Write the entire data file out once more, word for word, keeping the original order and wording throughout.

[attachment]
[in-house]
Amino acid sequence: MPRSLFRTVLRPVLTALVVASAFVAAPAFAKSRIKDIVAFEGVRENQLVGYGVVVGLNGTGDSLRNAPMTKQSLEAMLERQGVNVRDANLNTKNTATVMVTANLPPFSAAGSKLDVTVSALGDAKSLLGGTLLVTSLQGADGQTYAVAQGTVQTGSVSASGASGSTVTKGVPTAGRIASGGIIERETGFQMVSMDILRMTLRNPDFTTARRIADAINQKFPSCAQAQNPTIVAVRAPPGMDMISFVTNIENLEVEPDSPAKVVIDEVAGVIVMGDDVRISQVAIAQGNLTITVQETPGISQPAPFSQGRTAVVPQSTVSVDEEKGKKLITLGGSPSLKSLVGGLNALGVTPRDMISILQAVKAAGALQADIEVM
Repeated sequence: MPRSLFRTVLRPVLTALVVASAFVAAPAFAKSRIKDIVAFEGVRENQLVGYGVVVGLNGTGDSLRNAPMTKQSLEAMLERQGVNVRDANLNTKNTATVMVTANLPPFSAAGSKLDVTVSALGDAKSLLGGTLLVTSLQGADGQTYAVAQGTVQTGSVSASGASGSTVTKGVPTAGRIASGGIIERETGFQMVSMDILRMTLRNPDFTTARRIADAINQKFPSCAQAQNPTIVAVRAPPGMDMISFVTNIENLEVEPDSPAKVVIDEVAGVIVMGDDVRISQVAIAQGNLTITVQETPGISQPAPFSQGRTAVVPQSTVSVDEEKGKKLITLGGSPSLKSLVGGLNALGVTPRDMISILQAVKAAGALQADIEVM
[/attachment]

[in-house]
Amino acid sequence: MPRSLFRTVLRPVLTALVVASAFVAAPAFAKSRIKDIVAFEGVRENQLVGYGVVVGLNGTGDSLRNAPMTKQSLEAMLERQGVNVRDANLNTKNTATVMVTANLPPFSAAGSKLDVTVSALGDAKSLLGGTLLVTSLQGADGQTYAVAQGTVQTGSVSASGASGSTVTKGVPTAGRIASGGIIERETGFQMVSMDILRMTLRNPDFTTARRIADAINQKFPSCAQAQNPTIVAVRAPPGMDMISFVTNIENLEVEPDSPAKVVIDEVAGVIVMGDDVRISQVAIAQGNLTITVQETPGISQPAPFSQGRTAVVPQSTVSVDEEKGKKLITLGGSPSLKSLVGGLNALGVTPRDMISILQAVKAAGALQADIEVM
Repeated sequence: MPRSLFRTVLRPVLTALVVASAFVAAPAFAKSRIKDIVAFEGVRENQLVGYGVVVGLNGTGDSLRNAPMTKQSLEAMLERQGVNVRDANLNTKNTATVMVTANLPPFSAAGSKLDVTVSALGDAKSLLGGTLLVTSLQGADGQTYAVAQGTVQTGSVSASGASGSTVTKGVPTAGRIASGGIIERETGFQMVSMDILRMTLRNPDFTTARRIADAINQKFPSCAQAQNPTIVAVRAPPGMDMISFVTNIENLEVEPDSPAKVVIDEVAGVIVMGDDVRISQVAIAQGNLTITVQETPGISQPAPFSQGRTAVVPQSTVSVDEEKGKKLITLGGSPSLKSLVGGLNALGVTPRDMISILQAVKAAGALQADIEVM